Feb 5, 2018
by Alexa Chipman
Ayad Akhtar’s chilling play ‘Disgraced’ explores the cultural identity of Muslim Americans struggling to belong in a society that inherently views them with suspicion. A diverse group of characters consider the multi-faceted issue, from an eager young man who believes in the Koran’s wisdom to a Caucasian artist accused of orientalism because she is drawing inspiration from Islamic tiling traditions in her paintings.
Emotional rhythms resonate throughout the play with the skill of a symphony, in tense moments of silence punctuated by impactful and shocking conflict. Akhtar’s work is intelligent and thought-provoking without being stuffy, his characters are filled with nuanced proportions of darkness and light, constantly shifting, forcing the audience to re-evaluate assumptions as the story unfolds through direction by Phoebe Moyer.
Naïvely enthusiastic, Emily (Ilana Niernberger) finds her husband’s religious background a fascinating study, propounding that the Renaissance overemphasized Classical traditions in art, causing a “cult of the personal ego” rather than finding strength through interconnectivity. Her personal quest has become educating artists on the influences of Islamic creativity in art history. Niernberger glows with the conviction Emily feels, in a captivating performance.
Amir (Jared N. Wright) has concentrated on fitting in—changing his name, fudging his origins by claiming to be from India, rather than Pakistan, carefully dressing in the latest designer suits, working overtime without being asked, and vehemently an apostate. His efforts have paid off with a lucrative position in a prominent corporate law firm specializing in mergers and acquisitions. His perfectly formed career falls apart due to a series of decisions that seem minor at the time, sending him on a slippery slope toward becoming the sort of person he used to despise.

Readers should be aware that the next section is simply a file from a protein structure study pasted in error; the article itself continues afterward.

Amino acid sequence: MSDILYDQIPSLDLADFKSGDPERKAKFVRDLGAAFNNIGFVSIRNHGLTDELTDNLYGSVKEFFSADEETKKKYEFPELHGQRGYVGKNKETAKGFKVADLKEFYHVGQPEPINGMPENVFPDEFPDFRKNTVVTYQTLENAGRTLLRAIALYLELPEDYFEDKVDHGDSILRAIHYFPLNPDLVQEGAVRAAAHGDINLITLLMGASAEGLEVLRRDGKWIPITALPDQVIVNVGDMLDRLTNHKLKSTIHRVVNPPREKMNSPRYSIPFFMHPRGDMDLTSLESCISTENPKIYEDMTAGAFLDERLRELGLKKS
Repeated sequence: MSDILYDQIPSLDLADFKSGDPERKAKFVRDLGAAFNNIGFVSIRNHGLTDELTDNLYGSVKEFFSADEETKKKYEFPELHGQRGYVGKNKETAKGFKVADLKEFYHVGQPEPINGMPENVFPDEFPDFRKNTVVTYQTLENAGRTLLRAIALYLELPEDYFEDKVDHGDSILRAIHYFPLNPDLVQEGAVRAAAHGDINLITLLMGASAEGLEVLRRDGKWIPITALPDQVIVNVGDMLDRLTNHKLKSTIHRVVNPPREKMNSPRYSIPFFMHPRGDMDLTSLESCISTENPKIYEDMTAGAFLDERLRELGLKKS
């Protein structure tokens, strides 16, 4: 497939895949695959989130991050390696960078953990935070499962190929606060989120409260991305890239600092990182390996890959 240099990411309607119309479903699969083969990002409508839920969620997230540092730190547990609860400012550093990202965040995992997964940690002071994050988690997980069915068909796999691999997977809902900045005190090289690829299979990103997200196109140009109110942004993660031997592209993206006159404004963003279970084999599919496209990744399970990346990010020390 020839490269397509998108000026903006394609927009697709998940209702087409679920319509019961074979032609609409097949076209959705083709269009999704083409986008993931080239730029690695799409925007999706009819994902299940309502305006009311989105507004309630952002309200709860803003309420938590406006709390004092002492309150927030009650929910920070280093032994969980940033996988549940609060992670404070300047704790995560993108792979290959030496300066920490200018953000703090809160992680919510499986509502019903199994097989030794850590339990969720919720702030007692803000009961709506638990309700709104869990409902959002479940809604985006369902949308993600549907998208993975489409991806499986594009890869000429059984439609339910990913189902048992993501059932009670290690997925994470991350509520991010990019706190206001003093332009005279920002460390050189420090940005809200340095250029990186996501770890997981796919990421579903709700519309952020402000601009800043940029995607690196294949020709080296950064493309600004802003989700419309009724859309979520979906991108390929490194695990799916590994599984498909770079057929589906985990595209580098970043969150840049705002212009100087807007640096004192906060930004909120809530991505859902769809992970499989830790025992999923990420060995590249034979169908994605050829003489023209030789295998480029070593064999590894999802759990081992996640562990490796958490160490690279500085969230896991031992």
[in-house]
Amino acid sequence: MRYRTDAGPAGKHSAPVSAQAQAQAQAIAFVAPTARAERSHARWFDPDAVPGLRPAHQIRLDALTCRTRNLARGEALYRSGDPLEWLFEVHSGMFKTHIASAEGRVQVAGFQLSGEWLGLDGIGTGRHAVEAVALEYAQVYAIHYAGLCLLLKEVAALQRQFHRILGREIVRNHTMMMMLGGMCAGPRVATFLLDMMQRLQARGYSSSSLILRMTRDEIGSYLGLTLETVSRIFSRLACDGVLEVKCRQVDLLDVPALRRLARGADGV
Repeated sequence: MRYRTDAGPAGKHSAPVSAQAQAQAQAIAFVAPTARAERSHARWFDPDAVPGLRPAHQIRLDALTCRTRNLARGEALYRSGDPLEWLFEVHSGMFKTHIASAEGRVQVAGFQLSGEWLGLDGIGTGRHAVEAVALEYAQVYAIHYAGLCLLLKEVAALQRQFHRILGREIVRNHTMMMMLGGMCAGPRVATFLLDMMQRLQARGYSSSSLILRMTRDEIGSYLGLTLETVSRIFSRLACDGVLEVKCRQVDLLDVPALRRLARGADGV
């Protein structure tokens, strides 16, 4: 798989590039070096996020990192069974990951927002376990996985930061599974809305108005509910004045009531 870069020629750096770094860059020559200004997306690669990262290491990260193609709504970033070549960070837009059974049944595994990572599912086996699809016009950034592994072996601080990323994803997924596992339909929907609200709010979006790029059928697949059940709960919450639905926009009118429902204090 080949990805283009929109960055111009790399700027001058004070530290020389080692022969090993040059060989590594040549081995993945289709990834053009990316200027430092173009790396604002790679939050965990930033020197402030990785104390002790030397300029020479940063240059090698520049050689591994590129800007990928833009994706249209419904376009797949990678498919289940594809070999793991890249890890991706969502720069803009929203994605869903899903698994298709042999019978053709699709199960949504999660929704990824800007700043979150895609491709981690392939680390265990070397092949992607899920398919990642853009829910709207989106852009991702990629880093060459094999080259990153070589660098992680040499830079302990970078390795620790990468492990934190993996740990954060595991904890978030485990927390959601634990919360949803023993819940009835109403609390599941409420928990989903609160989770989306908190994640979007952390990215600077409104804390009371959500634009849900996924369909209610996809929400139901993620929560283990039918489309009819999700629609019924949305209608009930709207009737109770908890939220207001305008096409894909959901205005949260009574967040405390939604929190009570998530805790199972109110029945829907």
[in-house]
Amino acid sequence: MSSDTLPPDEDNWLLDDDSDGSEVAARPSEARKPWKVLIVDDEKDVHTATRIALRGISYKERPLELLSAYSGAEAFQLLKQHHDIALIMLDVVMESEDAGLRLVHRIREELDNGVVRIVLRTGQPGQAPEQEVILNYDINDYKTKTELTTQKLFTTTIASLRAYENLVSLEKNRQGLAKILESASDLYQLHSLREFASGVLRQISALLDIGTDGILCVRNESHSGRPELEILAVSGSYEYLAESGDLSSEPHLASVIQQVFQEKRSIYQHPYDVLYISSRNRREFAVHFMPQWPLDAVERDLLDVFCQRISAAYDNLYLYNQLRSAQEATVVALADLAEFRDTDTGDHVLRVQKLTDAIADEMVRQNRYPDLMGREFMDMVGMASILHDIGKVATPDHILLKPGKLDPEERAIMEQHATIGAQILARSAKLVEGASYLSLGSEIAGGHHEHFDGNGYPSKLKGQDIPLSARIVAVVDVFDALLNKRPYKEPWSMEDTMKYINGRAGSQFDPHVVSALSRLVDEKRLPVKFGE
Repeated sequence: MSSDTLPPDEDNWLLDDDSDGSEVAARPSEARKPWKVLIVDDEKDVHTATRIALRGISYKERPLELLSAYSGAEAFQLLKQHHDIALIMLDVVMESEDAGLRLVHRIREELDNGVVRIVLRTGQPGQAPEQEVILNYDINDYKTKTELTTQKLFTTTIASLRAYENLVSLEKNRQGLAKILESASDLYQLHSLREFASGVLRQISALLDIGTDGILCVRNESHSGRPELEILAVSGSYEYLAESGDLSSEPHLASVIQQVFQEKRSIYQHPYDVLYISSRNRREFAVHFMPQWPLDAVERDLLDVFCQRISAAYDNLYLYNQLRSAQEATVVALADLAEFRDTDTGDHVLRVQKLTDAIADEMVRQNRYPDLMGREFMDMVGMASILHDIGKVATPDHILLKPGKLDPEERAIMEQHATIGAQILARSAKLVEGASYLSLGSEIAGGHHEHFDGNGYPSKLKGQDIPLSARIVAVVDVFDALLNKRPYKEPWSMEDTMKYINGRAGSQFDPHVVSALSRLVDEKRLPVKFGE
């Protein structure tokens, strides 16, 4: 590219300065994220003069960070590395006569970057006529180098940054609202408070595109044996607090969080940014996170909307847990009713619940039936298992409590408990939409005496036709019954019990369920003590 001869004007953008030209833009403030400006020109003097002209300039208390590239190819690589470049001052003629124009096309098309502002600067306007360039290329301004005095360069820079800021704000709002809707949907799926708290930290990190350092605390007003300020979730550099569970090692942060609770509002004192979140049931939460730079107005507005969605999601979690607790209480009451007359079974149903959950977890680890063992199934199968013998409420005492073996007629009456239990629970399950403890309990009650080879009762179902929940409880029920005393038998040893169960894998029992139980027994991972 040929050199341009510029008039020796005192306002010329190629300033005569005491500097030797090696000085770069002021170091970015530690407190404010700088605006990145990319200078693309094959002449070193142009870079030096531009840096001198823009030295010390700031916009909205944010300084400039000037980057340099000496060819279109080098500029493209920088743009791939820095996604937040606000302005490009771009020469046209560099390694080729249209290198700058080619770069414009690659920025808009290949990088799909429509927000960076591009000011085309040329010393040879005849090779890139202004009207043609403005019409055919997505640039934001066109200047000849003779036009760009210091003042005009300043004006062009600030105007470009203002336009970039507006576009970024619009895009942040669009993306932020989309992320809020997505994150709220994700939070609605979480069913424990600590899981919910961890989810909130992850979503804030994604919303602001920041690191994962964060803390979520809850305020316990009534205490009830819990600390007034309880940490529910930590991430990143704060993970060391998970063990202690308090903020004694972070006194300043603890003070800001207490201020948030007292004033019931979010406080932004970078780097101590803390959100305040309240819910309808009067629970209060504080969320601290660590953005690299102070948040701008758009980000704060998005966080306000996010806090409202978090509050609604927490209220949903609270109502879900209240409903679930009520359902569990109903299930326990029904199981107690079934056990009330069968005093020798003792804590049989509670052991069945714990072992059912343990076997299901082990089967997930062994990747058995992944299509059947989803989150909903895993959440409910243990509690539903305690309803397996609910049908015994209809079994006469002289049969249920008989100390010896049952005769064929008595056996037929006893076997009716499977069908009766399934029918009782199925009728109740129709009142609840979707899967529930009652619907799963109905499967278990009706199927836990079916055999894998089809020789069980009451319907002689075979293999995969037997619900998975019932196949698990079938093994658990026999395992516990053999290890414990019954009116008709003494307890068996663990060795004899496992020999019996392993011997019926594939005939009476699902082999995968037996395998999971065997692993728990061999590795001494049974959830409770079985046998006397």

In a somber metamorphosis, Abe (Adrian Causor) appears to be a gangly, good-hearted young person, awkwardly asking his uncle Amir for help, until the weight of society’s censure transforms him. Jory (Jazmine Pierce) and Isaac (Mike Schaeffer) arrive for a doomed dinner party that rapidly unravels, genuinely shocked at what is unfolding.
Argo Thompson’s tasteful set design recreates a spacious apartment in New York, with elegant furnishings, neutral walls, and a sparkling whisky set; he also provides the music-driven soundscape. Lighting design from April George features dramatically during transitions, hovering over Amir’s anguish. Sandra Ish’s costumes maintain a clear passage of time, keeping the plot moving and adding an amusing quality to the opening scene.
‘Disgraced’ is not a comfortable evening; it lingers in the psyche, posing challenging questions. Is Amir right, insisting that clinging to an ancient text for answers causes a drift into believing that recreating a misogynistic, violent past is a better option than improving the present? Or is Emily’s worldview of beauty and a return to the sacred a proper path toward a peaceful future? Left Edge Theatre’s provoking, politically relevant commentary is a concise, gripping story with a talented cast of local actors in this Sonoma County premiere.
Photos from Argo Thompson
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